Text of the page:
Old Edwards Inn First Recognized by NC GreenTravel , Highlands, NC
Old Edwards Inn, located in Highlands, North Carolina, has prided itself on being an environmentally sustainable inn and spa. To further promote that goal, Old Edwards enlisted the help of Waste Reduction Partners and the Highlands Biological Station. WRP staff performed an energy assessment while mentoring a UNC-Chapel Hill intern for Highlands Biological Station. The assessment identified $65,000 per year of energy cost-savings with a very quick payback. WRP staff helped Old Edwards Inn apply for NC GreenTravel recognition and Old Edwards Inn became the first lodging establishment to be recognized under this initiative of the NC Department of Environment and Natural Resources. In 2012, WRP staff continued helping Old Edwards Inn to improve recycling programs throughout their facilities while working with the Highlands Biological Station intern to craft an Energy Management Plan.
Laboratory Equipment Manufacturer Meets Zero Waste Goal
After five years of steady progress in waste reduction, ThermoFisher Scientific– Asheville met their goal to become a zero-waste-to-landfill site at the end of 2014. WRP staff worked the facility to identify markets for a number of difficult-to-recycle materials and help organize the first of what has become an annual “Day of the Dive” waste sort of their entire trash compactor. ThermoFisher's waste streams were diverse and not as marketable as many by products that can come from manufacturing, but thanks to the effectiveness and dedication of ThermoFisher’s green team, the Asheville site was able to stay on track and meet this important goal.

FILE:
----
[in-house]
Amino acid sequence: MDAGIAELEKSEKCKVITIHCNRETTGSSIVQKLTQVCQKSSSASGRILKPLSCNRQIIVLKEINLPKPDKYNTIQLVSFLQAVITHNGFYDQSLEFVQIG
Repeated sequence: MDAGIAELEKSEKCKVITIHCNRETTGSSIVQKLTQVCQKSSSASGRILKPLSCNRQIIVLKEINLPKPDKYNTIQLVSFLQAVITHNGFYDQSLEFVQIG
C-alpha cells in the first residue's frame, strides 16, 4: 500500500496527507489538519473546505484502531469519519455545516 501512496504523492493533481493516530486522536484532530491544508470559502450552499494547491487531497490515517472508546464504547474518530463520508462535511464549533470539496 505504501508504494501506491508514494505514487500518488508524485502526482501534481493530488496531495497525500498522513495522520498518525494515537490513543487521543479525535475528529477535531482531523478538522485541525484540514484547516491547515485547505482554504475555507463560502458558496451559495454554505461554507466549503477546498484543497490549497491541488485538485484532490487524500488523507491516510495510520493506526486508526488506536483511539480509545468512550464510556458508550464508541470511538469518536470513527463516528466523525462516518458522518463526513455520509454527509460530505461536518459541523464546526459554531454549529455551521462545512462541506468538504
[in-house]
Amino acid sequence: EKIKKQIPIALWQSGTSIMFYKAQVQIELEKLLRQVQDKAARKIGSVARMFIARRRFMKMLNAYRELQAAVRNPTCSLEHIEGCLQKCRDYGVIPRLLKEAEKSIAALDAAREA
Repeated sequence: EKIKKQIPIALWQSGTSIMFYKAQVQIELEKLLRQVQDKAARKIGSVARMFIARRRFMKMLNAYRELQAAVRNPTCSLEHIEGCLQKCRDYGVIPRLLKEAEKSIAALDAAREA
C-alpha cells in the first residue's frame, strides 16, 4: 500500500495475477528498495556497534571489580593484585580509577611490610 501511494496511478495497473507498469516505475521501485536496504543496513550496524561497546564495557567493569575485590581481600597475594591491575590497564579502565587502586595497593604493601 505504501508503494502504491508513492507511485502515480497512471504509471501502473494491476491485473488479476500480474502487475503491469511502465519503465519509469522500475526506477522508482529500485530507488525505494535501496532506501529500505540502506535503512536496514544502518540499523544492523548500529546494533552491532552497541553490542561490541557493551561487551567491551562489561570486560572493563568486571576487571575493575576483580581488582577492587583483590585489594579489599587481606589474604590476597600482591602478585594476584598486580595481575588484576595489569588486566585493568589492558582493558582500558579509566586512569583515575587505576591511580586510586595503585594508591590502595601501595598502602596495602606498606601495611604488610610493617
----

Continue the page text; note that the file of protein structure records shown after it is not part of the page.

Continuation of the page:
WRP staff also has conducted energy efficiency surveys for ThermoFisher as part of their participation in the state’s E3 (Economy, Energy, and Environment) initiative. A second focused energy survey helped quantify the energy cost savings and performance benefits of insulating the drying oven which the company quickly implemented as an improvement measure. (Communicated with company permission)
Eastern NC Hospital Pursues Recycling
In late 2011, WRP staff completed a solid waste assessment for a county hospital in eastern North Carolina. Staff noted that one of the greatest impediments to implementing a solid waste program was support by top level management. In June 2012, the hospital informed WRP that as a result of sharing the WRP solid waste assessment report with senior management, funding was approved for 90 additional 23-gallon recycling containers. They also received funding for “green” bags for recycling waste. They were not able to obtain funding for a full-time recycling coordinator but commitment by existing staff is moving the project forward. Staff at the hospital finds the colored bags make a big difference in the separation of recycling from trash. They have formed a Green Team, and their marketing team is working to get the message out around the hospital. As equipment fails, they are replacing it with more energy efficient or “green-manufactured” equipment. They have not yet been able to address cafeteria waste. The site is very grateful to WRP for producing the report, which they say they constantly refer to. They told WRP that "now they know how to do it." They will be sharing their next round of bills with WRP to identify the savings realized by the changes and plan to investigate recycling blue surgical wrap.